After the gins, we moved on to their Hangar 1 “Straight” and it’s pretty freaking magical. Our bartender explained that they blend a Viogniereau de vie with spirit made from midwestern wheat, and that marriage produces their balanced, fruity, buttery, “straight” vodka. In a word, it was glorious. I love that stuff. I didn’t even realize vodka (or any spirit for that matter) could be so unbelievably smooth. Just magical. I love it so much I DIDN’T even buy it. Because I don’t want it to have to share the liquor shelf with the other crap vodkas I have on it. I’m waiting until those are used up so that I can buy a beautiful bottle of Hangar 1 Straight and I will proudly display that bad boy on my bar. And no one can drink it but me. Ha ha ha! Kidding … kinda …

Then we had their “Spiced Pear” vodka, which was delicious as well. Hangar 1 does a lot of seasonal vodkas – Nick’s parents said their raspberry one is great – it wasn’t a part of the tasting (I think they save it for the summer), but it is available in stores. They’ve done an excellent job of keeping that true pear flavor in their offerings, and this was another nice example. We were actually pretty lucky to be able to taste this because they actually only make it once a year and in small batches.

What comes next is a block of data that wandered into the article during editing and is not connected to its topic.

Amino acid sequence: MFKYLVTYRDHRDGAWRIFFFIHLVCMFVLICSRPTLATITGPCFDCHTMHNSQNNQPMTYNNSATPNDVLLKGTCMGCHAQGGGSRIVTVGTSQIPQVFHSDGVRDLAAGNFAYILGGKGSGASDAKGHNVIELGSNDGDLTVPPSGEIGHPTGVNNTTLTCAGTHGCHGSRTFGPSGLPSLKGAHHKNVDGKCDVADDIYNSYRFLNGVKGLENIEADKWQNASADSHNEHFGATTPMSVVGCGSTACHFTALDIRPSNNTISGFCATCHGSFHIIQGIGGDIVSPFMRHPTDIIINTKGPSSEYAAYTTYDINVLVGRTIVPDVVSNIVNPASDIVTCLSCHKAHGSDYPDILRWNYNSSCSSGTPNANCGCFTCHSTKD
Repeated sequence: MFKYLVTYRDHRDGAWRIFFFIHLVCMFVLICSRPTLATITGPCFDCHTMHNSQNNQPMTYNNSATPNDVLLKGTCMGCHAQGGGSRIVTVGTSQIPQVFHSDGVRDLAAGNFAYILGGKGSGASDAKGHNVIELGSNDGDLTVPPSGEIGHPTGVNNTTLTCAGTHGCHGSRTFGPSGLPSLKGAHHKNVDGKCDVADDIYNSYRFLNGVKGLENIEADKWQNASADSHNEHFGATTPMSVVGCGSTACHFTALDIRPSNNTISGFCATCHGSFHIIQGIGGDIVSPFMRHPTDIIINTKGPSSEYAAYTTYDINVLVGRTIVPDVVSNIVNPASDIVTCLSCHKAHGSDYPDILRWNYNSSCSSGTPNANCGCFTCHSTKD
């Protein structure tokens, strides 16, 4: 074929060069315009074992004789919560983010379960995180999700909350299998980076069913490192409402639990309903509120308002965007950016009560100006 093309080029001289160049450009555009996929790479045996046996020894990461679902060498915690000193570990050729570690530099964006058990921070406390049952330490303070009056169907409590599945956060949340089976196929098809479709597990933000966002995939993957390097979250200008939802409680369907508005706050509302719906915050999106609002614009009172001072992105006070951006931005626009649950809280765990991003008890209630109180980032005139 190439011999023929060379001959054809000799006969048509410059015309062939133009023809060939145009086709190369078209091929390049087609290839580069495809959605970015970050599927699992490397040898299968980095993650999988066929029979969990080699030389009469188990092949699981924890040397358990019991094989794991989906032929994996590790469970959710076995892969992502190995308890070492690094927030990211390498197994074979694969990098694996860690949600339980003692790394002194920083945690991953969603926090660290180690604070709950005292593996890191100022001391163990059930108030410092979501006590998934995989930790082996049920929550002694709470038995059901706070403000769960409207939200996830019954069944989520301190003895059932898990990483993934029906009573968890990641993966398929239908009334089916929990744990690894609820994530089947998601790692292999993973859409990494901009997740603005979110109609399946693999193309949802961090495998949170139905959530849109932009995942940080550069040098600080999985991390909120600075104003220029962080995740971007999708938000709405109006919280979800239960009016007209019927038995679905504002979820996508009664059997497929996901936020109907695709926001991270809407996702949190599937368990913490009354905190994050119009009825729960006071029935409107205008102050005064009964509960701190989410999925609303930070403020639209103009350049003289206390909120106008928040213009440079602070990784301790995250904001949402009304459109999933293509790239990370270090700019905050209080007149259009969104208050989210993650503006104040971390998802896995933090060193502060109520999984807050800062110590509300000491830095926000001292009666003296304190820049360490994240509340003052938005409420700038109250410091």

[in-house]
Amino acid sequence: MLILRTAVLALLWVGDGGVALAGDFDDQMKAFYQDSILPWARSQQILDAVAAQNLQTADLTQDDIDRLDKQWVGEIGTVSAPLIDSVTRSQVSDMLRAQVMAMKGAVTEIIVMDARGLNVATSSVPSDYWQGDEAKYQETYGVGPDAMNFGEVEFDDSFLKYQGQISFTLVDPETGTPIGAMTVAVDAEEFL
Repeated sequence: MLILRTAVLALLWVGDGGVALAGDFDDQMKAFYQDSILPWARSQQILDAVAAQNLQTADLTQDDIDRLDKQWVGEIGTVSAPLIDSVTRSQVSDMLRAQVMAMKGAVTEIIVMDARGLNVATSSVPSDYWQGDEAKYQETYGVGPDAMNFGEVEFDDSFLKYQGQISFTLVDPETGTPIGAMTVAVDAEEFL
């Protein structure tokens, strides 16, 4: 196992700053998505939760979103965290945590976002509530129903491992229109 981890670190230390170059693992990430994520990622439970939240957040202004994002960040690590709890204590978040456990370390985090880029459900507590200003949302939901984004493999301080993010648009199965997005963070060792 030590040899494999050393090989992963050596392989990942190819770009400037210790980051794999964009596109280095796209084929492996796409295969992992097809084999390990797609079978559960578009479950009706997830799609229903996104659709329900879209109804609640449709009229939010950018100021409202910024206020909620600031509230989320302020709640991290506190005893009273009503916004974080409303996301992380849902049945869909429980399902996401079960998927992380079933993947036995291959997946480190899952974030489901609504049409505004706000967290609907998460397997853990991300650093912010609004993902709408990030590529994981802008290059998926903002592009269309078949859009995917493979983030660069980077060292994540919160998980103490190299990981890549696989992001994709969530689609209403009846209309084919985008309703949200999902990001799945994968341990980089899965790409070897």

Next, we shifted gears a bit and tried their “Breaking & Entering” Bourbon Whiskey. It’s named that because they didn’t actually distill the spirit in-house (or else it wouldn’t be bourbon anyway), but used a hundred or so “lifted” barrels of bourbon from a collaborating distillery in Kentucky, then made their own special “California” blend with them. I like bourbon, and this one was good. I appreciated how they were coordinating the tasting to showcase the different bodies and styles of spirits we were moving from and to. We went from that nice, fresh, green pear flavor, to the herbal gins, then had the wonderfully smooth, “Straight” palate-cleanser, and then into some warmer tones like this bourbon.